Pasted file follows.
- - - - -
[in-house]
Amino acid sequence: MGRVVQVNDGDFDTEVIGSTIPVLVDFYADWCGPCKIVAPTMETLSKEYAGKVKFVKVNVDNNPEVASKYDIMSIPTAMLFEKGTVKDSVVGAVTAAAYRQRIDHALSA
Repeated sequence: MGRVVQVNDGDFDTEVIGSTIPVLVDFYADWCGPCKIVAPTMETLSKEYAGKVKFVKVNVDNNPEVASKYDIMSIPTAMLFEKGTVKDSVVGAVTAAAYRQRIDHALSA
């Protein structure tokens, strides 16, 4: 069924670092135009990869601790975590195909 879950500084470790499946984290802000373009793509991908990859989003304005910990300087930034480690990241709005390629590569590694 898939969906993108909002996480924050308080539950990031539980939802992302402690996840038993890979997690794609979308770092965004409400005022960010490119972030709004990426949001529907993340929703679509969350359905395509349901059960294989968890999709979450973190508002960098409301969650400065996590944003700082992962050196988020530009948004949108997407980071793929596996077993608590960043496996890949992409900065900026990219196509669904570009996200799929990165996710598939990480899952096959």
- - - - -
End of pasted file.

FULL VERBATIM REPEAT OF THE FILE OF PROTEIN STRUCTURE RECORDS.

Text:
[in-house]
Amino acid sequence: MGRVVQVNDGDFDTEVIGSTIPVLVDFYADWCGPCKIVAPTMETLSKEYAGKVKFVKVNVDNNPEVASKYDIMSIPTAMLFEKGTVKDSVVGAVTAAAYRQRIDHALSA
Repeated sequence: MGRVVQVNDGDFDTEVIGSTIPVLVDFYADWCGPCKIVAPTMETLSKEYAGKVKFVKVNVDNNPEVASKYDIMSIPTAMLFEKGTVKDSVVGAVTAAAYRQRIDHALSA
């Protein structure tokens, strides 16, 4: 069924670092135009990869601790975590195909 879950500084470790499946984290802000373009793509991908990859989003304005910990300087930034480690990241709005390629590569590694 898939969906993108909002996480924050308080539950990031539980939802992302402690996840038993890979997690794609979308770092965004409400005022960010490119972030709004990426949001529907993340929703679509969350359905395509349901059960294989968890999709979450973190508002960098409301969650400065996590944003700082992962050196988020530009948004949108997407980071793929596996077993608590960043496996890949992409900065900026990219196509669904570009996200799929990165996710598939990480899952096959």